The Pirates could use a player like Starling Marte.
Not Marte himself. Not the 32-year-old version of the player.
I’m talking about the player who consistently put up a 3+ WAR in his seven full years with the team, including two 4+ WAR seasons to start his career.
Marte put up 24 WAR in his career with the Pirates.
That’s not as special as someone like Andrew McCutchen posting 41 WAR in his first seven years.
Not everyone is as special as Andrew McCutchen, though, and being one of the many good players who falls short isn’t a fault.
The Pirates could use their own version of Andrew McCutchen as well.
But, Marte wouldn’t be so bad.
Having a player who can consistently put up 3+ WAR and anchor a key part of both the offensive and defensive lineup is a guy you build around.
I sit here this morning wondering: What kind of player will Ke’Bryan Hayes become?
We’ve seen great things already from the future Gold Glove winning third baseman, and not just with his glovework.
Hayes has shown us enough so far to expect Marte-level production, and dream about McCutchen-level production.
The only thing to really discuss about Hayes right now is projecting how good he will be when it actually matters for the Pirates.
Oh, and wondering if they’ll extend him.
There was a report in March that he turned down an extension, and there has been speculation on the asking prices.
Last November, I broke down what a Hayes extension would look like at this stage in his career.
I’m not sure where he stands today, as an update to that article.
His injury this year has prevented him from playing many games, and provides the reminder that no player is a guarantee.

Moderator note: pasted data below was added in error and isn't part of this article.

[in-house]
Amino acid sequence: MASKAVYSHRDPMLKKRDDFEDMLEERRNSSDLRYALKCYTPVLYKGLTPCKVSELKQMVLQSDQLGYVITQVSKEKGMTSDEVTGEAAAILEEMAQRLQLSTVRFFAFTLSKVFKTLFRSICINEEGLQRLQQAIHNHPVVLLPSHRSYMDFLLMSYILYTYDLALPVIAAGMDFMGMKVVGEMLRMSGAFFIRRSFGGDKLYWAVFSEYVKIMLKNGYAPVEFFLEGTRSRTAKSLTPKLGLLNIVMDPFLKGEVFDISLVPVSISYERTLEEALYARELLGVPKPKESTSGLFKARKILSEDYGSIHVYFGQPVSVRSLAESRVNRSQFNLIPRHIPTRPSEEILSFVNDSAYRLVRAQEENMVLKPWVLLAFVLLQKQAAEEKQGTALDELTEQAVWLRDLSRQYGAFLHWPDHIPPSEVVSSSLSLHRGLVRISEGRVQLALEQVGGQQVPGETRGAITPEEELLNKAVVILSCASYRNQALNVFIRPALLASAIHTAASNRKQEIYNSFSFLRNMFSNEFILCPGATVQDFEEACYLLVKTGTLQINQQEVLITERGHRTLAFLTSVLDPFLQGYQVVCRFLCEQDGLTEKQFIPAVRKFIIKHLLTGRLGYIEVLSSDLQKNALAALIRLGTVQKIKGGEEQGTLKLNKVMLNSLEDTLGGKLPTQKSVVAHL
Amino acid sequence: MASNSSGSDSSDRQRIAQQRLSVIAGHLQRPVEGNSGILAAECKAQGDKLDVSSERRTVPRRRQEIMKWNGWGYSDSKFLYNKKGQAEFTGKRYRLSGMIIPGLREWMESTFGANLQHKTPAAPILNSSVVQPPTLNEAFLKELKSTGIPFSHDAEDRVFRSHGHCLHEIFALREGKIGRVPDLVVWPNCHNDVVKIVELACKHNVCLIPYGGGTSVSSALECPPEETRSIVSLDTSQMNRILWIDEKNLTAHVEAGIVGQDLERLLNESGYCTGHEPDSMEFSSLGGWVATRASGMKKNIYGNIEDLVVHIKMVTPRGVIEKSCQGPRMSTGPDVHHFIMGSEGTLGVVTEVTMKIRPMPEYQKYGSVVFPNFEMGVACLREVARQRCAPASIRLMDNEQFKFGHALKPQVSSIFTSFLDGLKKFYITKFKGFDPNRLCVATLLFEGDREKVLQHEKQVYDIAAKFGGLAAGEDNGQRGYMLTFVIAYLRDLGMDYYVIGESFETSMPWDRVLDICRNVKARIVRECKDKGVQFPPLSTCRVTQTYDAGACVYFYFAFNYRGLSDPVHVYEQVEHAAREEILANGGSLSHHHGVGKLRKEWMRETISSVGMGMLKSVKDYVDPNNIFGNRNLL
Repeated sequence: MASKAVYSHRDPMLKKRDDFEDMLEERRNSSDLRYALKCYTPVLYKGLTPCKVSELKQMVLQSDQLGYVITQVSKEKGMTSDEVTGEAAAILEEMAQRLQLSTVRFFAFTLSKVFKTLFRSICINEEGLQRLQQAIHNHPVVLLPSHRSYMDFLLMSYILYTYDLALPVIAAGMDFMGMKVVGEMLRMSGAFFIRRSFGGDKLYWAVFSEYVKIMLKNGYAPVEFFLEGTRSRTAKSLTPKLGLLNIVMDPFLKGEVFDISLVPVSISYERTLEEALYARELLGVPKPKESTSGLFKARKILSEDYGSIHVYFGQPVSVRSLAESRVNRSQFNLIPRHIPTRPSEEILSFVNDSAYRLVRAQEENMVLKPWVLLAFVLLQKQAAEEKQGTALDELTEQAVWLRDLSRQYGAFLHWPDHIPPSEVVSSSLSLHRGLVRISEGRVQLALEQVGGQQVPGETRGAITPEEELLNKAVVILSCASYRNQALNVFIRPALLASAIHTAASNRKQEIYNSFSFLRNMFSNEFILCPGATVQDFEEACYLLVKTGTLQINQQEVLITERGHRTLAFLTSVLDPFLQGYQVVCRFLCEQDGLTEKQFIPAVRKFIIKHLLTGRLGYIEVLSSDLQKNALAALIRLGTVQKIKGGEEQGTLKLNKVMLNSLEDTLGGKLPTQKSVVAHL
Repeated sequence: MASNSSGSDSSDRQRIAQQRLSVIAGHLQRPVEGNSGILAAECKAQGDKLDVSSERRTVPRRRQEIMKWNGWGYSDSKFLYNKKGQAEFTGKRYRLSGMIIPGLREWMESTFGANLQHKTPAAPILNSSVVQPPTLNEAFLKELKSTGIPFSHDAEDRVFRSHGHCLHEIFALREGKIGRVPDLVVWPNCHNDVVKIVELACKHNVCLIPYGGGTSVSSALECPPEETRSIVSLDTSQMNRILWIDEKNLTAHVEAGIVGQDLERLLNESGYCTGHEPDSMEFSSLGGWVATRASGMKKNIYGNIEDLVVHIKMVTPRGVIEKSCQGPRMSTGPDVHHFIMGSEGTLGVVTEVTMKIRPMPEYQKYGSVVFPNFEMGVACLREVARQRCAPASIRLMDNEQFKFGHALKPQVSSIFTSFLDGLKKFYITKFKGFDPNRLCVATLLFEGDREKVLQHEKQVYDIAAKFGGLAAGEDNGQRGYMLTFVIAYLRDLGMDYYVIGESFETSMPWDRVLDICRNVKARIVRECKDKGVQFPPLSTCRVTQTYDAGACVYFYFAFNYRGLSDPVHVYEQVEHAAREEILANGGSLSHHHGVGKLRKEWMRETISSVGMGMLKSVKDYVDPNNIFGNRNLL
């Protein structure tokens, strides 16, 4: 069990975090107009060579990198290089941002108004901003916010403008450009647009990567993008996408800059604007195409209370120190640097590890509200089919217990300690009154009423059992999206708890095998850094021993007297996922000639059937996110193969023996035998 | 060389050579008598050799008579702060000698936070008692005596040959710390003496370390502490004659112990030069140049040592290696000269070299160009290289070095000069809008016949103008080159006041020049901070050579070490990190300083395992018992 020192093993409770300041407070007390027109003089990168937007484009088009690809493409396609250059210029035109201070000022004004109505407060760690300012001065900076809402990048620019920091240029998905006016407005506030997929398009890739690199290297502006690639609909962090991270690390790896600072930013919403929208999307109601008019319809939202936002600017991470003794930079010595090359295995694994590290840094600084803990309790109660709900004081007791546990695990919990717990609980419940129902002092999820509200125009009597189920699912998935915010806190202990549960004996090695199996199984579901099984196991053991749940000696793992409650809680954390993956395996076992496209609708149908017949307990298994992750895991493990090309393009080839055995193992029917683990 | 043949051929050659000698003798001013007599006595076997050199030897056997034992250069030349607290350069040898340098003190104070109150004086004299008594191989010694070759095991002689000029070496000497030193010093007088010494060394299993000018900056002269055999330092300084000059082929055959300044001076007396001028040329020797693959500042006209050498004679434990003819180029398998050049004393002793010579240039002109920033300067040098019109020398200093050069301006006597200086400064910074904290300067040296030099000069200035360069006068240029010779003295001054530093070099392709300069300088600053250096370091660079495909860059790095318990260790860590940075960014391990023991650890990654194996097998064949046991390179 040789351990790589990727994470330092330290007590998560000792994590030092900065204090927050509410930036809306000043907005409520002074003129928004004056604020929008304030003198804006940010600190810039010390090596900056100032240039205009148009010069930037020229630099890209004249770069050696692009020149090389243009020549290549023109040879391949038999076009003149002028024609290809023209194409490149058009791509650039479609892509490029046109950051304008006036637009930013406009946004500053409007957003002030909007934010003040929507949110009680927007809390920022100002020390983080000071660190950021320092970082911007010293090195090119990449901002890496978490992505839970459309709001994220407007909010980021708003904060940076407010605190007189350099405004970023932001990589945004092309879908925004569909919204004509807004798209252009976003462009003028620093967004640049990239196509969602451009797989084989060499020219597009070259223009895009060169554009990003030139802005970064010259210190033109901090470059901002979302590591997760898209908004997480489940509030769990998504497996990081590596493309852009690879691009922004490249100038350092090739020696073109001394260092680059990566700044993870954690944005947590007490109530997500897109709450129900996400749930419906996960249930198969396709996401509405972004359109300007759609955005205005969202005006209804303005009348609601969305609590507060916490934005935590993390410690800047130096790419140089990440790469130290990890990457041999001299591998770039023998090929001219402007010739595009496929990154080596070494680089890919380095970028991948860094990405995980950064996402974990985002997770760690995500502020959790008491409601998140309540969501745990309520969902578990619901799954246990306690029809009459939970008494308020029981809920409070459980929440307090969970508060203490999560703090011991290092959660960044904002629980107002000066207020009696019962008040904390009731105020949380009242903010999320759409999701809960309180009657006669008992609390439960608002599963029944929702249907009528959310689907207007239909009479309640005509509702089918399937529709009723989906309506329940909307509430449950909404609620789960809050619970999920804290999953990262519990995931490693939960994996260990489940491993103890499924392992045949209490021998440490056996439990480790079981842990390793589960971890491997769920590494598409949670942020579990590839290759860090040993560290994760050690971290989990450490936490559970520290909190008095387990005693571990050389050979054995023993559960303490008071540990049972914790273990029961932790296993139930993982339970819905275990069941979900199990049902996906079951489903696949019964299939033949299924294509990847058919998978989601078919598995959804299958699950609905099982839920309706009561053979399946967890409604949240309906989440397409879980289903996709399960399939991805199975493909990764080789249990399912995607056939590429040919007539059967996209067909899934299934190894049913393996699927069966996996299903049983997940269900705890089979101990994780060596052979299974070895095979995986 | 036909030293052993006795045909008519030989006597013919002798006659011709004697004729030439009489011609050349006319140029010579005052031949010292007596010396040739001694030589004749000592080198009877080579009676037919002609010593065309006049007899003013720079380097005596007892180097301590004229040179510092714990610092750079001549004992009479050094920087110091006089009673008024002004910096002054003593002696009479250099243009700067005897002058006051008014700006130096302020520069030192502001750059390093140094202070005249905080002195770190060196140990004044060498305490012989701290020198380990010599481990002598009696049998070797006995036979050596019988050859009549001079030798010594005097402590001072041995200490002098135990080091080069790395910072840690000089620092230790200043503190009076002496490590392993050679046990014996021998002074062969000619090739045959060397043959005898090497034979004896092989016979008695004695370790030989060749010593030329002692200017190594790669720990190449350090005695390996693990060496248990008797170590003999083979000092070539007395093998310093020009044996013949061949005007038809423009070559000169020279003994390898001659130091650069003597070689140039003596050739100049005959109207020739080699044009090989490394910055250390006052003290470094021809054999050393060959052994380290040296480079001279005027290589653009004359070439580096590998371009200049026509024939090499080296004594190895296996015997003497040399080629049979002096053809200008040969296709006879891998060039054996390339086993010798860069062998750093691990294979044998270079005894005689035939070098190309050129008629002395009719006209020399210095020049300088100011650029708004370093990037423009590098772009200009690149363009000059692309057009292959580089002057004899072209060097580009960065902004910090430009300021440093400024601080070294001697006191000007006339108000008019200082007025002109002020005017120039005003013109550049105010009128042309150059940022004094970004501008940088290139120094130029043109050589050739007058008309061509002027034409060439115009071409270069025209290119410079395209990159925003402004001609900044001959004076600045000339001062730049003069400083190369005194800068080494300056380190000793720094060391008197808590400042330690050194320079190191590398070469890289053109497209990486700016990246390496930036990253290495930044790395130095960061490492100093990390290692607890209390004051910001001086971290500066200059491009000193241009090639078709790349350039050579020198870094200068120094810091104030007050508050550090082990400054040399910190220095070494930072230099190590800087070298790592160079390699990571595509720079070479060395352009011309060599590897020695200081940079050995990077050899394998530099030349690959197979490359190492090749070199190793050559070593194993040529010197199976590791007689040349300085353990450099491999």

And yet, he doesn’t have to be on the field for long to show that he is the key to the Pirates’ building efforts, pun intended.
In that last article, I pointed out how extensions for guys with Hayes’ level of service time are rare. Among the few examples are Luis Robert and Eloy Jimenez from the White Sox, and Ronald Acuna from the Braves.
Robert and Jimenez received their extensions before stepping foot in the majors. Their deals set a market price of around $50 million guaranteed for six years, and up to $75-90 million total over eight years.
Hayes has service time, and has looked good in the majors in every limited sample size.
The other example is Acuna, who received a seven year, $99.4 million deal, worth an additional $24 million over two additional years if his options are picked up.
By the time he signed this deal, Acuna had already won the NL Rookie of the Year award at age 20. His deal, with all options, would keep him signed through age-30.
Hayes, on the other hand, would have such an extension take him through his age-33 season. This adds more risk for a decline in the more expensive years.
The easy thing would be to say that Hayes should fall in the middle of these deals right now. That would be about $75 million guaranteed, with up to $100 million possible.
The difficult thing is finding out where he actually should land.
There is no other Ke’Bryan Hayes.
What other team is pondering an extension with a multi-Gold Glove capable third baseman who is also showing that he can be more than capable at the plate as well?
If an extension is reached with Hayes, it will set a guide for similar players like him in the future, while adding to the small sample of early-career extensions to provide more nuance for future discussions.
Even if it goes up to the Acuna amount, this should be a priority for the Pirates.
That’s just my opinion, as someone who has seen how difficult it has been to finally get a third baseman of Hayes’ caliber in the majors — while realizing that there’s not another Hayes in this system.